The three works differ with respect to the body positions of the two brothers. In the Book of Hours, both brothers are reaching upward toward God, but Abel’s head is higher and he thrusts his offering as high as he can in God’s direction. Even the lamb is extending its head in God’s direction. Cain’s offering and head are marginally lower than Abel’s, this despite the fact that he is positioned somewhat higher on the ground than his brother. Cain’s head is thrown back, showing more humility before God. In the Moutier St. Jean, it is curious that Cain seems to be humbly offering his sheaf, whereas Abel’s expression is one of uncertainty and he appears to be hanging onto the lamb, which is wrapped in an attractive blanket, as though Abel does not want to give it up. This suggests to me that Cain’s offering is more freely given, and so his disappointment at its rejection would be even harder. Cain appears more straightforward and humble in his posture than Abel.
In each work of art the brothers are making their offerings at the same time and in the same way. In Moutier St. Jean, they hold their offerings at chest level. In the Book of Hours, both extend their arms and reach up. In The Ghent Altarpiece, however, the offerings are not being offered simultaneously. It is Cain’s rejection that leads to our assumption that Abel’s offering will be accepted. Cain is crouching with his back turned to God and his arms extended straight down as he prepares to lay down the unwanted offering. Abel and his lamb face in the same direction ‘ forward and upward. His arms are bent ready to offer up the lamb. Abel’s arms signalize potential, whereas those of Cain signify defeat.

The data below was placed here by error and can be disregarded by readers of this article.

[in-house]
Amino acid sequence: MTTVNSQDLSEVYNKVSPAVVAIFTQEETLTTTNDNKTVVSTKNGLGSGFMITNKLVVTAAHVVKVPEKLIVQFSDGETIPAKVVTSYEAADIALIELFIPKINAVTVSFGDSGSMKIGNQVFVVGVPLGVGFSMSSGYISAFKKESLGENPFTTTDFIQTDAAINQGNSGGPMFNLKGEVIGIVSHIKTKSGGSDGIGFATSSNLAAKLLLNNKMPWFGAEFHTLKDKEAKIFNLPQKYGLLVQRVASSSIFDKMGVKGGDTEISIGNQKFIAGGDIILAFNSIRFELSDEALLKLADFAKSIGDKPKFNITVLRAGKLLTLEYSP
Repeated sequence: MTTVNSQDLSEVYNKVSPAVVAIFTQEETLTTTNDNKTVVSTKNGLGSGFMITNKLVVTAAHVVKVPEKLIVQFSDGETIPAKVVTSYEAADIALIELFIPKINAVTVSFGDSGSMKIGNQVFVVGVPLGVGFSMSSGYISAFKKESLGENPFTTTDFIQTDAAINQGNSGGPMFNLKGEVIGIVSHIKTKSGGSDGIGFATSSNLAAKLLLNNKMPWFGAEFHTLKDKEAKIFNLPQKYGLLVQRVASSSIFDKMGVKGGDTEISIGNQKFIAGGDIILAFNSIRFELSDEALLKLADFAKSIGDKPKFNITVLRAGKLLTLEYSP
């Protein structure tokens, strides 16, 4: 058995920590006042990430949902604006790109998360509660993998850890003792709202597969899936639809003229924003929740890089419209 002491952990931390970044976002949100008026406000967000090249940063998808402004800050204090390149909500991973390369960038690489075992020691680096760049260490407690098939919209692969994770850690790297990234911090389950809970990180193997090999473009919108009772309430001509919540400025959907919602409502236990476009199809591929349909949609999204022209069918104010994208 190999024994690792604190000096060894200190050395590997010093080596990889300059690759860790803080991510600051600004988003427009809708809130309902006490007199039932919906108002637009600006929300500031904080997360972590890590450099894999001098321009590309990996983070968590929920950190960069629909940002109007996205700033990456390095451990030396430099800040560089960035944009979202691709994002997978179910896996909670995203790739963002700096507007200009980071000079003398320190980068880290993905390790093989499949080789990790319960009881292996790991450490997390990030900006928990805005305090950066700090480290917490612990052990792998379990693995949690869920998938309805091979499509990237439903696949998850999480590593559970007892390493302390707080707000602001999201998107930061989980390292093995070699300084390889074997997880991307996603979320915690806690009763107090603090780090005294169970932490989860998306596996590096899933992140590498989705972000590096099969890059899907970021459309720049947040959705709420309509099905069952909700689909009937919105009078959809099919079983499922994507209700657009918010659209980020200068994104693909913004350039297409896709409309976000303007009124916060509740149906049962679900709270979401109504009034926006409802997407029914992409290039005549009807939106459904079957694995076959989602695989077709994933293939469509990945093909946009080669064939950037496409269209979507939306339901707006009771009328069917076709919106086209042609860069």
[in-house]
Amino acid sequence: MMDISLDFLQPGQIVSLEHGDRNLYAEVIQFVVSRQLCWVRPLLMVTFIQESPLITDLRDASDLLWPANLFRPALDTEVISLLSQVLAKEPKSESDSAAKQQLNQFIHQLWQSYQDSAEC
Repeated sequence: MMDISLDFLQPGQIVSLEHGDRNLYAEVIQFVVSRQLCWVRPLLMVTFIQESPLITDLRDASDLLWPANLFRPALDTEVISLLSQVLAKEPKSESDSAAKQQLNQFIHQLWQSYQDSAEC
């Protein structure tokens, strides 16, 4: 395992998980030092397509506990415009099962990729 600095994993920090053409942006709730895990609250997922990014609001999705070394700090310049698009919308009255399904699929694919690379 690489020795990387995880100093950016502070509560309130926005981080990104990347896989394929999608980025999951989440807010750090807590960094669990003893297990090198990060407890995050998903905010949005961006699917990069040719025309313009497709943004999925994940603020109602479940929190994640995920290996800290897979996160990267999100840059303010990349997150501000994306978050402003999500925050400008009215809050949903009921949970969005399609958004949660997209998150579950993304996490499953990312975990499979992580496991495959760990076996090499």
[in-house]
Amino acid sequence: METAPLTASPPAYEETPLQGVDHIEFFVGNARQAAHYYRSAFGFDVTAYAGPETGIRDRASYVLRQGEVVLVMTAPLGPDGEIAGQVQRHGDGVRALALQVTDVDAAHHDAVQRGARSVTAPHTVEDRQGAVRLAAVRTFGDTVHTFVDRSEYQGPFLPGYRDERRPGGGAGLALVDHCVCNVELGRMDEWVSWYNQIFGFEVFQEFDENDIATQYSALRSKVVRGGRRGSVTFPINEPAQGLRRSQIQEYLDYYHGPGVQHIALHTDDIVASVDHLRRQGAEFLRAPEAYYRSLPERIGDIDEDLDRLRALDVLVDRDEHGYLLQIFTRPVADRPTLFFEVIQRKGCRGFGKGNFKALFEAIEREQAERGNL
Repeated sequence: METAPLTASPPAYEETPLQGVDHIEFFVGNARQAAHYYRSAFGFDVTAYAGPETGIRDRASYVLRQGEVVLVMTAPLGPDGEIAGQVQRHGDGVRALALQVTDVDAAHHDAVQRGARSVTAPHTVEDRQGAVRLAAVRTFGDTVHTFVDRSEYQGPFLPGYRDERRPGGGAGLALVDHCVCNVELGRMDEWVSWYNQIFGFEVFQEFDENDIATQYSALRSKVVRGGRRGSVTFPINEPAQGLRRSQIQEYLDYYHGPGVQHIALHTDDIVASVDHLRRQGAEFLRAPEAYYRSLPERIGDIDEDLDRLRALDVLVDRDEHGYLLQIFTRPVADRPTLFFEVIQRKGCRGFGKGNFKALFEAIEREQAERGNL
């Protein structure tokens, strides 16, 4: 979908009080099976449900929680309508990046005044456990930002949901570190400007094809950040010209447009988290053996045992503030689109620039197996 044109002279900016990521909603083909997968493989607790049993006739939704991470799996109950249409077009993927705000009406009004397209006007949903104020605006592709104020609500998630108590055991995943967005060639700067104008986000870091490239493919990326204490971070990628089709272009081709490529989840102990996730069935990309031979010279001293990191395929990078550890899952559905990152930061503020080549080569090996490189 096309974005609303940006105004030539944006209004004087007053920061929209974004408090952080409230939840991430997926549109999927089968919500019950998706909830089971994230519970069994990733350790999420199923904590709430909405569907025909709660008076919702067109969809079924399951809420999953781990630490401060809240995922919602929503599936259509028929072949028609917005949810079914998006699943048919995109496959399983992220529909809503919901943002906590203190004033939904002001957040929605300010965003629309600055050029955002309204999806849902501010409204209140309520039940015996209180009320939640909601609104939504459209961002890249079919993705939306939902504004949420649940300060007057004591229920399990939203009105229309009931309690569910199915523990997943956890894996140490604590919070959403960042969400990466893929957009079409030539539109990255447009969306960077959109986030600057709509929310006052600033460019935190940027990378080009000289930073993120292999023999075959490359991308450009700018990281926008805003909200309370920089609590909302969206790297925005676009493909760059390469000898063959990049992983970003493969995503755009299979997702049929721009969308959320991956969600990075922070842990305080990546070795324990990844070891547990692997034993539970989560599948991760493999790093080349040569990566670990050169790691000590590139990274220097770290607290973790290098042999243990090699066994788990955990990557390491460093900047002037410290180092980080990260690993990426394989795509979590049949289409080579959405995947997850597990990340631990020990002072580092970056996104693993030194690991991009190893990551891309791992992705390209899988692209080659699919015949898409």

In the Moutier St. Jean and in the Rohan Book of Hours, Cain’s sheaf of wheat is tainted. In the Book of Hours, a sheaf superior to the one Cain is offering can be seen lying on the ground. Abel has made a gracious presentation of the lamb, wrapped in a white cloth. Cain’s wrapping is functional, just what is needed to hold it together. In The Ghent Altarpiece however, Cain’s offering looks full and healthy, leaving us to wonder why it was rejected. In the Rohan Book of Hours, Abel is surrounded by several lovely lambs which indicate that he has had a fertile year. He can afford to give the best of his firstlings. However Cain has only one spare sheaf of wheat at his feet and it is not of the best quality. Along with the sheaf, at his feet are the tools of his trade, perhaps a message that even to produce those substandard sheaves was hard work.